Zimbabwean President Robert Mugabe announced on 7 December that Zimbabwe was officially quitting the Commonwealth in response to that body’s decision (predictably spearheaded by the ‘white’ members – UK, Canada, Australia and New Zealand) to maintain Zimbabwe’s suspension, originally put in place after allegations of fraud and intimidation during the 2002 presidential election. He stated: “Anything that you agreed to on Zimbabwe which is short of this position [removal of Zimbabwe’s suspension] – no matter how sweetly worded – means Zimbabwe is still the subject of the Commonwealth … It is unacceptable. This is it. It [Zimbabwe] quits and quits it will be.” Comrade Didymus Mutasa, Secretary for External Affairs of ZANU-PF, commented: “Whatever our detractors and critics are saying, for us this is like an escape from hell because Britain and its white allies have turned the Commonwealth into a Zimbabwe lynching club.”
In our opinion this is a totally justified and correct (if anything belated) move by Zimbabwe. By its actions in suspending Zimbabwe, the Commonwealth – a non-treaty organisation composed primarily of former British colonies – has been attempting to interfere in the affairs of a sovereign state with a view to undermining the government, as has been correctly pointed out by comrade Mugabe.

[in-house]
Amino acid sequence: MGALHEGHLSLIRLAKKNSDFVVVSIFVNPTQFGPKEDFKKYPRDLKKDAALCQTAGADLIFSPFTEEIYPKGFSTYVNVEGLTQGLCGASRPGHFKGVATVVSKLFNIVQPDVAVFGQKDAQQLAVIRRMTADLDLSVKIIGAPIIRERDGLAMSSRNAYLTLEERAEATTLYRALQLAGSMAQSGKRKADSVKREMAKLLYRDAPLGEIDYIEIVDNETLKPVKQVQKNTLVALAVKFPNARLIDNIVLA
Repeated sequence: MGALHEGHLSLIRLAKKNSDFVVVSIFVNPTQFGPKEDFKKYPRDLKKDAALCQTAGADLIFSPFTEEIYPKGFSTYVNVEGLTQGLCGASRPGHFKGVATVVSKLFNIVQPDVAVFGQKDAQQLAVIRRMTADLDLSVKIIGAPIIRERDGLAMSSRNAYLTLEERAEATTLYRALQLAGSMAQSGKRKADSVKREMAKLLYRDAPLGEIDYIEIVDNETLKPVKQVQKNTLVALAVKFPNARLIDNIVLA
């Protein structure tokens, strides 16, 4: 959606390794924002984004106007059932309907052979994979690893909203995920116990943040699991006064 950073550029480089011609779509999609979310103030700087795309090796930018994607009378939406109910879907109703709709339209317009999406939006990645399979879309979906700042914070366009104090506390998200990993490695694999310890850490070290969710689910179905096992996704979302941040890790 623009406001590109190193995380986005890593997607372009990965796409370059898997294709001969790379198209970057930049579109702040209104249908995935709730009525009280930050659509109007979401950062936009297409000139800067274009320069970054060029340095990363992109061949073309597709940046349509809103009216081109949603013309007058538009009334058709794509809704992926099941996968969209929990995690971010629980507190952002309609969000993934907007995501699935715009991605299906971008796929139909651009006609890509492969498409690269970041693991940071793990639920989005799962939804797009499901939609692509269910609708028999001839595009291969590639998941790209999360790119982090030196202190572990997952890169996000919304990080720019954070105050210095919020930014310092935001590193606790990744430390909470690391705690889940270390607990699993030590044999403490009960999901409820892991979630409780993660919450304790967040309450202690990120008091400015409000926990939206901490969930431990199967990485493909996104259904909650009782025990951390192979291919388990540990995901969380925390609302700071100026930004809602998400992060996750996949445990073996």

The agenda here is obvious, and has been exposed many times in the past by Lalkar. For years the Commonwealth had no problem with Zimbabwe (a member since its independence in 1980) when it was going along with the economic diktat of its former colonisers. But as soon as the Zimbabwean people and government decided that they had had enough of British empty promises, as soon as they started actively taking land from the handful of tyrannical former colonisers and putting it in the hands of the ordinary African peasant, then alleged human rights abuses and unfair elections shot to the top of the Commonwealth’s agenda.
There is certain irony in talking of “human rights abuses” in Zimbabwe given the tyranny being imposed upon the population of Iraq at this very moment at the hands of the British and US armed forces; or in talking of the lack of “free and fair elections” bearing in mind that the governments of Britain, Australia, Canada and New Zealand have said not a word about the patent election fraud that resulted in George W. Bush taking office in 2001. Such irony aside, it is clear that the stories of human rights abuses and unfair elections are nothing but tall stories perpetrated with the aim of discrediting the Zimbabwean government and preparing for an imperialist-backed coup. Even South African President Thabo Mbeki, who up until recently had been all too quiet on the issue of Zimbabwe, protested against the allegations made by the Commonwealth, remarking that the 2002 presidential election represented “the legitimate voice of the people of Zimbabwe” and reporting that South Africa’s observer teams had concluded that the elections were free and fair.
Zimbabwe’s departure from the Commonwealth will no doubt cause dismay to those who wish to see it under the thumb of imperialism once more. The Commonwealth is nothing but an instrument for Britain to maintain neo-colonial control over its former colonies. We hope that other countries will follow Zimbabwe’s lead and quit the Commonwealth without further delay.